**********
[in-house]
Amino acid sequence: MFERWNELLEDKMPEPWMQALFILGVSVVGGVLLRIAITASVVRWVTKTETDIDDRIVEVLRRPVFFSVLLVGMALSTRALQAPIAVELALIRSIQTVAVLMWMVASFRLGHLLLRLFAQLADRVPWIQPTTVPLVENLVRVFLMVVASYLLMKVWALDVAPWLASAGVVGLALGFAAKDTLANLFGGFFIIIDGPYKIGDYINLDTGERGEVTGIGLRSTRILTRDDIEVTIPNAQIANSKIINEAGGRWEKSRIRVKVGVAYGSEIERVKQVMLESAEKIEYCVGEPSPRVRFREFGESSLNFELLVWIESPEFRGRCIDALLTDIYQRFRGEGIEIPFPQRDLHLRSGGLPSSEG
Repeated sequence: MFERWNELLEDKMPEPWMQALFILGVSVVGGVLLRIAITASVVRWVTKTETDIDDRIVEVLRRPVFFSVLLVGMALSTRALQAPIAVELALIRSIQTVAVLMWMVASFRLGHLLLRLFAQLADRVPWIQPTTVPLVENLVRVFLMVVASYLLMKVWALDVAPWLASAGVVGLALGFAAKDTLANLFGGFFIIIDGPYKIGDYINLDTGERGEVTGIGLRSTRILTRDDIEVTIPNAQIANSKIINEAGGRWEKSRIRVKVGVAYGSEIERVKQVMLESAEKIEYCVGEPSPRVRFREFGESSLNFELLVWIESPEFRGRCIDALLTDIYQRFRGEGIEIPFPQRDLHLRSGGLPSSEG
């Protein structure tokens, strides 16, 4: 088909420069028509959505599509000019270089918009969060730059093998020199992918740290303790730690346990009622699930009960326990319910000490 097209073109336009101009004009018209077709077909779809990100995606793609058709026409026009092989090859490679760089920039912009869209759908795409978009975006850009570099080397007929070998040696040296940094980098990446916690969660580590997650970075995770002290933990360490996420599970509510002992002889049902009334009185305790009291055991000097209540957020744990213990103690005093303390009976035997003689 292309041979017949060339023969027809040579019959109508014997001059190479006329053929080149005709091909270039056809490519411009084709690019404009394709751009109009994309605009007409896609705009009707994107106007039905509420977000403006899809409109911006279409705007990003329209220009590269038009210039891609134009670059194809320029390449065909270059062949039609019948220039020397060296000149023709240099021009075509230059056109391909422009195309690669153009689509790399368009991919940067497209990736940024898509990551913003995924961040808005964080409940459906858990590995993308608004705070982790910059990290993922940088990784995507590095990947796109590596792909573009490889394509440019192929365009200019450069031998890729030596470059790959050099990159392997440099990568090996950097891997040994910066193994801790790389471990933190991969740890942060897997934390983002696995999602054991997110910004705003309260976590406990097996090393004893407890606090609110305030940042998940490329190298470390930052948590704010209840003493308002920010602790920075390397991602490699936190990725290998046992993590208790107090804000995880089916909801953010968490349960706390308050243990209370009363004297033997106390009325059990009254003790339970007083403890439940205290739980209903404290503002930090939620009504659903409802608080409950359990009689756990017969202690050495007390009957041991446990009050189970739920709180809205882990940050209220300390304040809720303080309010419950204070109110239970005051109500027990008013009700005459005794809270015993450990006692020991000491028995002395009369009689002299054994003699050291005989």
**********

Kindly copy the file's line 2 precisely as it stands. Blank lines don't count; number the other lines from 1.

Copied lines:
Amino acid sequence: MFERWNELLEDKMPEPWMQALFILGVSVVGGVLLRIAITASVVRWVTKTETDIDDRIVEVLRRPVFFSVLLVGMALSTRALQAPIAVELALIRSIQTVAVLMWMVASFRLGHLLLRLFAQLADRVPWIQPTTVPLVENLVRVFLMVVASYLLMKVWALDVAPWLASAGVVGLALGFAAKDTLANLFGGFFIIIDGPYKIGDYINLDTGERGEVTGIGLRSTRILTRDDIEVTIPNAQIANSKIINEAGGRWEKSRIRVKVGVAYGSEIERVKQVMLESAEKIEYCVGEPSPRVRFREFGESSLNFELLVWIESPEFRGRCIDALLTDIYQRFRGEGIEIPFPQRDLHLRSGGLPSSEG